To me, the fact that a nearly $1 trillion dollar company has decided to no longer develop their own web browser engine is a sign that the HTML specification has become too complex to properly implement.
But rather than review the HTML specification (and perhaps provide more detailed implementation hints for creating your own HTML browser), instead, we move to a world where the de facto specification is not the de jure specification, but whatever is implemented in Chrome, which is itself based on WebKit–derived from the KDE HTML layout engine.
I’m always concerned when specifications become too complex for implementation by mere mortals.
It also means certain aspects of the HTML specification–such as elements of the HTML specification used by ePUB (such as paged layout) is highly dependent on either undocumented API hooks inside a massive and hard-to-understand third party library, or is simply impractical to implement.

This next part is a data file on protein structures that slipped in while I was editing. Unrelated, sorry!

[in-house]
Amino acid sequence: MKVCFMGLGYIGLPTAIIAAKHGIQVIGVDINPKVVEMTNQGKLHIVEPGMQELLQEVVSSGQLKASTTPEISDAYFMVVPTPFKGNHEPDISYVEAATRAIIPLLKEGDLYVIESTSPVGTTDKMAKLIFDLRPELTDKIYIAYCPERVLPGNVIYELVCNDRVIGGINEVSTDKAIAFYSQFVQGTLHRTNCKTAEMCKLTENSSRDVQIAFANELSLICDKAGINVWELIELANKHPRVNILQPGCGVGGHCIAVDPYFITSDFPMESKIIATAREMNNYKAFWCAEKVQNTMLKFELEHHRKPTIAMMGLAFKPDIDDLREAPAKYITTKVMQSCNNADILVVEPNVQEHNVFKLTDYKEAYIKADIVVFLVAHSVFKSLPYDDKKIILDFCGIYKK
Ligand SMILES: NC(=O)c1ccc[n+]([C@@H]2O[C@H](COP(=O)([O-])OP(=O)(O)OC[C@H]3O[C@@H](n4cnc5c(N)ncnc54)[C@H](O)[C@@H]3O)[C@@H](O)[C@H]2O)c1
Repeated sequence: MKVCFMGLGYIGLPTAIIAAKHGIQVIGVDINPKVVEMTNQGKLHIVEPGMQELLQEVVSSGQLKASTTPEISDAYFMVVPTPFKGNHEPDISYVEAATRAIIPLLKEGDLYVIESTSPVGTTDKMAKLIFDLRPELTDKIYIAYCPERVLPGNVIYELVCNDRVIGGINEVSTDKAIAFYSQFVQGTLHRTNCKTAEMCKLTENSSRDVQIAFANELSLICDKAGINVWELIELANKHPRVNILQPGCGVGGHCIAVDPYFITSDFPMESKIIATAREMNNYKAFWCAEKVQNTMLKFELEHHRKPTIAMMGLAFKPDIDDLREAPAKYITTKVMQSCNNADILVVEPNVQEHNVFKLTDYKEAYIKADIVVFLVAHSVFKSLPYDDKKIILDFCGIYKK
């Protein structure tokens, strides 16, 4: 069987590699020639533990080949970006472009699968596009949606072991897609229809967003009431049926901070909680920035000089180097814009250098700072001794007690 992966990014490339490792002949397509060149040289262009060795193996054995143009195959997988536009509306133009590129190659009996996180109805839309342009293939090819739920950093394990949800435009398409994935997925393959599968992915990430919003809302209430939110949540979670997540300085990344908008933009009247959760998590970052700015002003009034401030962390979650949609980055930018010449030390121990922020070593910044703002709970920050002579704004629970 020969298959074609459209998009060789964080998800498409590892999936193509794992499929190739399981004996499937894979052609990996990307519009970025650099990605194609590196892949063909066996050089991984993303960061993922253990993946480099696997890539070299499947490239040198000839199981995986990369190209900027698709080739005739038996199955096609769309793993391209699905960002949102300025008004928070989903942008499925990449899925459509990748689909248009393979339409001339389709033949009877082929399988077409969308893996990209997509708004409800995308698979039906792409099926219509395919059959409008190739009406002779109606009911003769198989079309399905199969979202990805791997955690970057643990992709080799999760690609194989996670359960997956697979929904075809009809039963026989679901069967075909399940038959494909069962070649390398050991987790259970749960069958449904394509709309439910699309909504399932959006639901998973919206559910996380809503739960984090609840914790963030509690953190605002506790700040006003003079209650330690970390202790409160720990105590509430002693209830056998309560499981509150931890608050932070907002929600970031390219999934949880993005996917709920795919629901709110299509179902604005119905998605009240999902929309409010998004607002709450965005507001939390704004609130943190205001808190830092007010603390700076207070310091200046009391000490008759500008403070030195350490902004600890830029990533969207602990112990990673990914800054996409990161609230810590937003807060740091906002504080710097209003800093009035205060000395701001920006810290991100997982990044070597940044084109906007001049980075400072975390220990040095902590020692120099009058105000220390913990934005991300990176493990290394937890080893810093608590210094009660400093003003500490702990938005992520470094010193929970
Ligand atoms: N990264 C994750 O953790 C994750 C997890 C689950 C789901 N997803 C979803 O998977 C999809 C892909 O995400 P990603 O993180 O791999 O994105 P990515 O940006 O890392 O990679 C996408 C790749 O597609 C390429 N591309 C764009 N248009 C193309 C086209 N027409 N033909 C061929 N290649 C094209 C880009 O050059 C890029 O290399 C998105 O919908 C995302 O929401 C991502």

And it suggests to me that any technology that decides to rely on the HTML specification for something like page layout automatically limits the implementation of that technology. For example, it makes creating an ePUB reader that isn’t essentially a full Linux installation with a web browser launched at startup time nearly impossible–and that means there will be a lot of really crappy and horrendously insecure ePUB readers out there.